We began things by asking Allen what he considers to be his favorite example of survival horror done right, a question he was initially apprehensive to answer. "That's a tough question," he told us. "I'm always loathe to pick a favorite amongst the many titles I've played."
He went on to describe two series that "have always left an indelible mark" on the developer's psyche. "The first," he began, "was the System Shock series on PC. It [had] one of the best atmospheres of any game I've played; truly capturing the feeling abandonment."
"Our mandate was not to change the existing game but to improve on certain elements whilst maintaining the core experience."
"Secondly for generating fear," he added, "the Fatal Frame
series I've always felt was one of the greatest... The first time I played the game, I couldn't play it alone and at night. I had to wait for daylight before I'd brave those dark hallways." This last bit made us chuckle, if only to know that we were not the only ones
to come away terrified by Tecmo's take on interactive horror.
But of course, Allen's heart at the moment belongs to Silent Hill
. "I felt it has the greatest depth of characterizations and the most compelling narratives of all the survival horror games I've played." But will this carry over with his team's own telling of the Silent Hill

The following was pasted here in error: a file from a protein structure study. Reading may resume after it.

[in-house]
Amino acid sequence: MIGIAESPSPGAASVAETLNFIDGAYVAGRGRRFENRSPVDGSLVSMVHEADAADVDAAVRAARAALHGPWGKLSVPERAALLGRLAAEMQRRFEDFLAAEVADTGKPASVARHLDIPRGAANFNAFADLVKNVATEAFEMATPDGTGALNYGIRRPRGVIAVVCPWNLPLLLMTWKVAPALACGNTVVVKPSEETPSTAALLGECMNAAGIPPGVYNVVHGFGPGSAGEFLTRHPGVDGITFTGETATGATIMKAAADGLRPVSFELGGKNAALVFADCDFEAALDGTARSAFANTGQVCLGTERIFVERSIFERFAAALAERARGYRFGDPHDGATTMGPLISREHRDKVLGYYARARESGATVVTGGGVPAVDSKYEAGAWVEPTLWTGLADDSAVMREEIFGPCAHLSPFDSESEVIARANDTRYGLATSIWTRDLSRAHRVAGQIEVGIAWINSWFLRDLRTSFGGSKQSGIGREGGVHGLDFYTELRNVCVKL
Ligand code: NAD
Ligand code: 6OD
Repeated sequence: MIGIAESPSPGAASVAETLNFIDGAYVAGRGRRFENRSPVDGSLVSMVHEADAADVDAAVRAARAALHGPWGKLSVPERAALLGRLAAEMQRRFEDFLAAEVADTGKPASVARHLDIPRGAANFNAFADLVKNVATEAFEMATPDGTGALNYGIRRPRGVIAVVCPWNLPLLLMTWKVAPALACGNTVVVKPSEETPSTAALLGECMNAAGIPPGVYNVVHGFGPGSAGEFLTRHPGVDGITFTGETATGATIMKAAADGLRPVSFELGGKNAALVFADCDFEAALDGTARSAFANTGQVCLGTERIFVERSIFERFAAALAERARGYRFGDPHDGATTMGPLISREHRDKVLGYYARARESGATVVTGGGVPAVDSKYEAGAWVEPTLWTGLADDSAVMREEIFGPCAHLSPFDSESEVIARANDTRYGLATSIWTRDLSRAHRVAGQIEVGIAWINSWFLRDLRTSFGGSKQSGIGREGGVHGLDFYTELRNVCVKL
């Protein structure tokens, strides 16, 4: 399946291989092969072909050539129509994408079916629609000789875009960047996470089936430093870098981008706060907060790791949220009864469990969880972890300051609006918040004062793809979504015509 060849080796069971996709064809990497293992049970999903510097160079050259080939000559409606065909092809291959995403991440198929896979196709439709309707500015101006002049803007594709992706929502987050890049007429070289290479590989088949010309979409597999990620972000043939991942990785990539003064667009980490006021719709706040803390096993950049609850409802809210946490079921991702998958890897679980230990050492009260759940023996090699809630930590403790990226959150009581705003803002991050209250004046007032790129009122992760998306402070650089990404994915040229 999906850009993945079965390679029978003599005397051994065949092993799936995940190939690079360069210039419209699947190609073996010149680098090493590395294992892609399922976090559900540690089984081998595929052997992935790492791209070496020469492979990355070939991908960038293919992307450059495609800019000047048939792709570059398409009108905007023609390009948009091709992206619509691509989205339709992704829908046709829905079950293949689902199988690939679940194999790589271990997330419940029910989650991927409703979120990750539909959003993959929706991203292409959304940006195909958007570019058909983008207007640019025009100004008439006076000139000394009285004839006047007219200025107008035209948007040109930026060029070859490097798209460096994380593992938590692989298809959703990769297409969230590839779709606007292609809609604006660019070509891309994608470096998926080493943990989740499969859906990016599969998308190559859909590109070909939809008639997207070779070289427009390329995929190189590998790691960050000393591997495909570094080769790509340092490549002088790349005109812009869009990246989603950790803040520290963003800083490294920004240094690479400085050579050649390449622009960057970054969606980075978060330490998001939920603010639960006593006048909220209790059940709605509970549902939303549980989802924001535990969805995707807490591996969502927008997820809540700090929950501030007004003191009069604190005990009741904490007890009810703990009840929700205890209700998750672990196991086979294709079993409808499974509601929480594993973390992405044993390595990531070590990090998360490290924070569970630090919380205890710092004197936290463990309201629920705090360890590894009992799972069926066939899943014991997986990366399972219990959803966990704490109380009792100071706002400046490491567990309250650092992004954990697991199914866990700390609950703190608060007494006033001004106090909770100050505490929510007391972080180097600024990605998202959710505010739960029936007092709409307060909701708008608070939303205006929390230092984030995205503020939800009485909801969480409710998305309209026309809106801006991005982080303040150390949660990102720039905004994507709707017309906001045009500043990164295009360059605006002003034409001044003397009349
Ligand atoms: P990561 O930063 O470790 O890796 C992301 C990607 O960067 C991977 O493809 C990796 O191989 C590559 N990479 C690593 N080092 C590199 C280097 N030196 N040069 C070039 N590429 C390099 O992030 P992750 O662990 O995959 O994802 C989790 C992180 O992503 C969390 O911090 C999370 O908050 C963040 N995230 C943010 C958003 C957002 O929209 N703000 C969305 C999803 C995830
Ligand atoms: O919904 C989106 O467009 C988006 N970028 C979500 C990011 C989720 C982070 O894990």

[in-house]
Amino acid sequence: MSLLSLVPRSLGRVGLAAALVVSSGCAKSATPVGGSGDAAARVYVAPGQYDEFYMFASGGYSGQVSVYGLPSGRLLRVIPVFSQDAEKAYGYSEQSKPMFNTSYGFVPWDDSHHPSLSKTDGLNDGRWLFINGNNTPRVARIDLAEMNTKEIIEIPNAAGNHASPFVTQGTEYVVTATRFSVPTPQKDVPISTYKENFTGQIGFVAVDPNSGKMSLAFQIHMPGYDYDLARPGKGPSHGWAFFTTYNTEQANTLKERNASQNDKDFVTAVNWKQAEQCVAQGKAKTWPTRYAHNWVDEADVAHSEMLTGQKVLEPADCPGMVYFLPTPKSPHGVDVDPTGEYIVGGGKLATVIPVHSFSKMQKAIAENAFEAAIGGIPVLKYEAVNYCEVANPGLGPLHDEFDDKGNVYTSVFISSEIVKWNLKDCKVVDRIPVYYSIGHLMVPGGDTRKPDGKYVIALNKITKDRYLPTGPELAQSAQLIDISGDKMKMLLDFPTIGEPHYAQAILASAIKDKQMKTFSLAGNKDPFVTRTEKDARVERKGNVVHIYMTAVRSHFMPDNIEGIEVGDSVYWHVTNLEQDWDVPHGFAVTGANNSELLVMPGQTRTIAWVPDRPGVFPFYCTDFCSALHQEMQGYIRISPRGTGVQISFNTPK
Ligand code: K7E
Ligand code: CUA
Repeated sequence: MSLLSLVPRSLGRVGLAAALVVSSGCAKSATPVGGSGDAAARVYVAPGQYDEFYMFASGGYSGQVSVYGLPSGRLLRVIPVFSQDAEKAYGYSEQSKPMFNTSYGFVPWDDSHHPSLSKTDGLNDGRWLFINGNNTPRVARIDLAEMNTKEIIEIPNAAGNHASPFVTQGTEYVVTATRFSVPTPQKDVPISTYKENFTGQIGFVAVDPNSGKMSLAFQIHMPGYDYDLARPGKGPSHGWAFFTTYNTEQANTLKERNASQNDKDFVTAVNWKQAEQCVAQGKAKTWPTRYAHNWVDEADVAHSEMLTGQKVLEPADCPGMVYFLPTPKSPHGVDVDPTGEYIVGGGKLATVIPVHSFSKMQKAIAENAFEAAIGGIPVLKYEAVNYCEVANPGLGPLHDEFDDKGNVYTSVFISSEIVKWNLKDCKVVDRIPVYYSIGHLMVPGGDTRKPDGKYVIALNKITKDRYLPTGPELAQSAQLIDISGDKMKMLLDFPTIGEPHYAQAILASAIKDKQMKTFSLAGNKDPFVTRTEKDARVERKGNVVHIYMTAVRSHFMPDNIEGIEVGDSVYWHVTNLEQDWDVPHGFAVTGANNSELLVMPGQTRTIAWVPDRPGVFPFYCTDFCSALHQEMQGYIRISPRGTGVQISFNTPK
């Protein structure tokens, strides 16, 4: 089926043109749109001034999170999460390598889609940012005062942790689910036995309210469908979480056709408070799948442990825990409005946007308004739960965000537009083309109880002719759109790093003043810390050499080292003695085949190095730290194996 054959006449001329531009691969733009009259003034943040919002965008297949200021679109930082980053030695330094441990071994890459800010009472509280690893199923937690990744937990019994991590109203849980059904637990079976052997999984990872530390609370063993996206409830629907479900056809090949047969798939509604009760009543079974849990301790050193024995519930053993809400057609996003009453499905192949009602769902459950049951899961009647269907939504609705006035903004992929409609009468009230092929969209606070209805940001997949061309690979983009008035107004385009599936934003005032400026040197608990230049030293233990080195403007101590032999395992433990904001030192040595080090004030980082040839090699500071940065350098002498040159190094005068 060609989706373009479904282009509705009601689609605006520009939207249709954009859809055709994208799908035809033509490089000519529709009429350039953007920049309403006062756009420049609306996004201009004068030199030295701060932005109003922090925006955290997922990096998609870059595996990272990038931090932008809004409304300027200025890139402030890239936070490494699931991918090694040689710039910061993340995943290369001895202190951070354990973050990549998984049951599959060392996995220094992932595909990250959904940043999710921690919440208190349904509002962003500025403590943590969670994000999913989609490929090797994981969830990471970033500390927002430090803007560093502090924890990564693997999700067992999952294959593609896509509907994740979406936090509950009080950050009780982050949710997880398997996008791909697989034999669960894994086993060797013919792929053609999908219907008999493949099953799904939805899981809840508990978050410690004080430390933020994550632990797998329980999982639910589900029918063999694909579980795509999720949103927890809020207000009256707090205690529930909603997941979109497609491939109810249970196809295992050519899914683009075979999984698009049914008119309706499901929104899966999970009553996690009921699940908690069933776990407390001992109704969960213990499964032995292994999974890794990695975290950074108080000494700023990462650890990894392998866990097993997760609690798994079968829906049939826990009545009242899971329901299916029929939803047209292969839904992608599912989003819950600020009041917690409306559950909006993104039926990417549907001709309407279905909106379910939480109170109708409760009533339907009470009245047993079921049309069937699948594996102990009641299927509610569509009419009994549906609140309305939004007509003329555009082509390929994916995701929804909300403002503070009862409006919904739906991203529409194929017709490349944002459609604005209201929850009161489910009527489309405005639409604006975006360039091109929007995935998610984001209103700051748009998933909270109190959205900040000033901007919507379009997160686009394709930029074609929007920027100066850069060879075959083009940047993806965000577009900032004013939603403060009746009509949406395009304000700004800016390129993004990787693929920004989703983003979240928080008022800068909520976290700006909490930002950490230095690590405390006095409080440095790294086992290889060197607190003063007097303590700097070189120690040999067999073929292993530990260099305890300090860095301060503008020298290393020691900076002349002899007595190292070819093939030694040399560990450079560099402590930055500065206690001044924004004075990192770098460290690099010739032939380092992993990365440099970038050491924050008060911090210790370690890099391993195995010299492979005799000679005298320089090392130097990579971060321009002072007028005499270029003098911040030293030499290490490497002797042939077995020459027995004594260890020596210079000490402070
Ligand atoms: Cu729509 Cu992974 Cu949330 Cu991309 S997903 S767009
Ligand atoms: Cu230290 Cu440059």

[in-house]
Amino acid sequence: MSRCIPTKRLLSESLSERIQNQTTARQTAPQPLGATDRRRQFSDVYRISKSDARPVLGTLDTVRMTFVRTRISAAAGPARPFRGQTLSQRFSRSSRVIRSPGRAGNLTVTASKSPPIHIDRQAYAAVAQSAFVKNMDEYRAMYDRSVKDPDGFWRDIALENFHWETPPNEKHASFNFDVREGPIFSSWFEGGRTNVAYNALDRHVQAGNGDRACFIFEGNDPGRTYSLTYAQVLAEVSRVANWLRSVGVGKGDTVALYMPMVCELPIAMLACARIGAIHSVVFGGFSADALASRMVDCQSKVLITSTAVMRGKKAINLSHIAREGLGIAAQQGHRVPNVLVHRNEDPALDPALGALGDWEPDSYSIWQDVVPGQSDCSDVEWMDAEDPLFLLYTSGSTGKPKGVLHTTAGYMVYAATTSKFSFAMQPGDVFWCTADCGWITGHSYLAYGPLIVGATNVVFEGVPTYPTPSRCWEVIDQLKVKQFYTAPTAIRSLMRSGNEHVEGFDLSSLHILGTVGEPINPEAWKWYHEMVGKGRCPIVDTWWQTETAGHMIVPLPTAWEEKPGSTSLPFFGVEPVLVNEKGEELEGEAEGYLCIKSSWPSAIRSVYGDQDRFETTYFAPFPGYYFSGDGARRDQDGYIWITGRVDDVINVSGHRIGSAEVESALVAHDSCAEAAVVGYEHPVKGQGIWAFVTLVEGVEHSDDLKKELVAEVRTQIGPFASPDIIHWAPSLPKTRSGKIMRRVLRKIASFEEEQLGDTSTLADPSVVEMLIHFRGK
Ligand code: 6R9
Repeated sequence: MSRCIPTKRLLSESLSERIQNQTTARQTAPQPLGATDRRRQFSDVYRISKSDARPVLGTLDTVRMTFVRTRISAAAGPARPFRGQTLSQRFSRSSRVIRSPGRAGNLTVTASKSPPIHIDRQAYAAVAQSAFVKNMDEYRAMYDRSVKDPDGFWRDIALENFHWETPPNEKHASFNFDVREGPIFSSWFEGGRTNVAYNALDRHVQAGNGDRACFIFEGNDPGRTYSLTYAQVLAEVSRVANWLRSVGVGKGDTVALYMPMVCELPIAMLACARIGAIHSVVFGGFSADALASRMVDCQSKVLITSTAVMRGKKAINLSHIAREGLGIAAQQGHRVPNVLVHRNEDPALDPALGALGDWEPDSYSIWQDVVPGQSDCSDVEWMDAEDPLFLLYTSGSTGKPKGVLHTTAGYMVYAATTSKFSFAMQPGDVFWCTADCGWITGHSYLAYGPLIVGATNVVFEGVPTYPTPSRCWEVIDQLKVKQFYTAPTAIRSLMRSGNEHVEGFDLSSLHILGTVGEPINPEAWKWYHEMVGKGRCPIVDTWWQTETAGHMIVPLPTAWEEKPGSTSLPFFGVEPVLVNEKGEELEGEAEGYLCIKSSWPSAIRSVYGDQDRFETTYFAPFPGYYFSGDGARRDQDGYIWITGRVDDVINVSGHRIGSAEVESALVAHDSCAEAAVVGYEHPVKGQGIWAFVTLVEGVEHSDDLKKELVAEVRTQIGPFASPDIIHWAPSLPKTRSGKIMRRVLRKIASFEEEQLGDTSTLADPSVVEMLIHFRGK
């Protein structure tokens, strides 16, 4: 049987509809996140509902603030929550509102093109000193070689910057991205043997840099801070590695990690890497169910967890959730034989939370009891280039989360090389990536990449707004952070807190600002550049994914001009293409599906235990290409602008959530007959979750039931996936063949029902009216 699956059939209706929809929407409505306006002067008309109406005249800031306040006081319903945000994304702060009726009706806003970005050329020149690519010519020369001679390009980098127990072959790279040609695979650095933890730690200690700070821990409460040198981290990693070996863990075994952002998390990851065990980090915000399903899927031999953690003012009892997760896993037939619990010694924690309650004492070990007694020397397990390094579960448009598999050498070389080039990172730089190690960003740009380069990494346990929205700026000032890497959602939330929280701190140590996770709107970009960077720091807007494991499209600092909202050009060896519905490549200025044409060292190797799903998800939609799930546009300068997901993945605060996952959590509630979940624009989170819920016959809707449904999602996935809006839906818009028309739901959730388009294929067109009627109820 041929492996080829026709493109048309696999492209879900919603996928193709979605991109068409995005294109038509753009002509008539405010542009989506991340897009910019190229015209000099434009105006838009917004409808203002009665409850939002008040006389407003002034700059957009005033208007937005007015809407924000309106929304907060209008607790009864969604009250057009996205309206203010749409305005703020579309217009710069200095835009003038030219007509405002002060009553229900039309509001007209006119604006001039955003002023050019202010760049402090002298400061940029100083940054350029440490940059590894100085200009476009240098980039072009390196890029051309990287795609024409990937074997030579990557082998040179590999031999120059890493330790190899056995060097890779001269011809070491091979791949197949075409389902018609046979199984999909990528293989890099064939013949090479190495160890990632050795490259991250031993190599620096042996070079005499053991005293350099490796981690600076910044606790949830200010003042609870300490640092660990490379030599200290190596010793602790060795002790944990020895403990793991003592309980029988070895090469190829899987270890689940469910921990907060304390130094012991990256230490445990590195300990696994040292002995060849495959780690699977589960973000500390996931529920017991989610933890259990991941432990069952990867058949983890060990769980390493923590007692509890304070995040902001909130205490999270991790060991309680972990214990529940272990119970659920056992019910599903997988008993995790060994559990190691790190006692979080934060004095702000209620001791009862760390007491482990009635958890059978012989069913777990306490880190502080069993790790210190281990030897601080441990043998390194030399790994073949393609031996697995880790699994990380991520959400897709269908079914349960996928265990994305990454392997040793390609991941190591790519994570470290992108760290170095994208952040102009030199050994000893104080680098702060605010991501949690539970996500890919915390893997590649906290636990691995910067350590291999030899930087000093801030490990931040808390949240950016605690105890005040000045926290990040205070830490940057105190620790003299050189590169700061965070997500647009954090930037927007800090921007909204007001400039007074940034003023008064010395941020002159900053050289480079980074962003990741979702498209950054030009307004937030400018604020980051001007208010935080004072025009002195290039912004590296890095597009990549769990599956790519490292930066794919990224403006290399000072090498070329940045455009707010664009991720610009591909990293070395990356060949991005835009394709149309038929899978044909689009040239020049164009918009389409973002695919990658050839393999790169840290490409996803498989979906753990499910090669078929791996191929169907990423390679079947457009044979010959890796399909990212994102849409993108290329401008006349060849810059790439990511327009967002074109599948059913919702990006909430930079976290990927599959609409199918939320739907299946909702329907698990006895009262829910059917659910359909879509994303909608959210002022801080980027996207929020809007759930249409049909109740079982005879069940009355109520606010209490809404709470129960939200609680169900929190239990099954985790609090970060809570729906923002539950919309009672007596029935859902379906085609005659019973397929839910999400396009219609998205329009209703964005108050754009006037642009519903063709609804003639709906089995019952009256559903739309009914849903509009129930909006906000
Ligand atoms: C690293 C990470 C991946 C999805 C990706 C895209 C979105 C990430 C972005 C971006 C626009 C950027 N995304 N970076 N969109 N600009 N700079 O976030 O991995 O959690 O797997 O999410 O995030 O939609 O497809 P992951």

"Our mandate was not to change the existing game but to improve on certain elements whilst maintaining the core experience," commented the game's lead designer, who told us of his belief that when it comes to survival horror two "prime components" are puzzles and fighting.
Of course, some explanation is in order. "Very often the puzzles are abstractions and have little to do with the core of the narrative. We've tried to focus on making the puzzles an integral part of the narrative experience; to ensure that the reason for solving the puzzle and the puzzle's construction are understandable in the context of the journey."
He continued: "Secondly, we've tried to focus on making the combat more accessible to casual gamers, whilst providing depth for the more experienced players. That said, Silent Hill
has always focused more on the narrative elements of survival horror and not simply been about killing the next monster."
"We've tried to focus on making the puzzles an integral part of the narrative experience."
He had us right up until he dropped the dreaded C-word
, leaving us hoping that by taking a more casual approach to combat, the devs will somehow keep from dumbing it down. Still, Allen reassured us somewhat, however, noting that "the team has always strived to maintain that distinctive Silent Hill
experience, and it's that experience unique to this series that sets it apart from the rest of the games within this genre."
As it stands, we remain hopeful that Double Helix will manage recapture the series' near-trademark sense of dread and leave us shopping for a change of pants when Silent Hill: Homecoming
ships for the Xbox 360 and PS3 this September.
For now, however, we look to wrap up our look at some of 2008's most notable survival horror titles tomorrow by analyzing just how creepy
little girls can be in Monolith's upcoming follow-up to F.E.A.R., Project Origin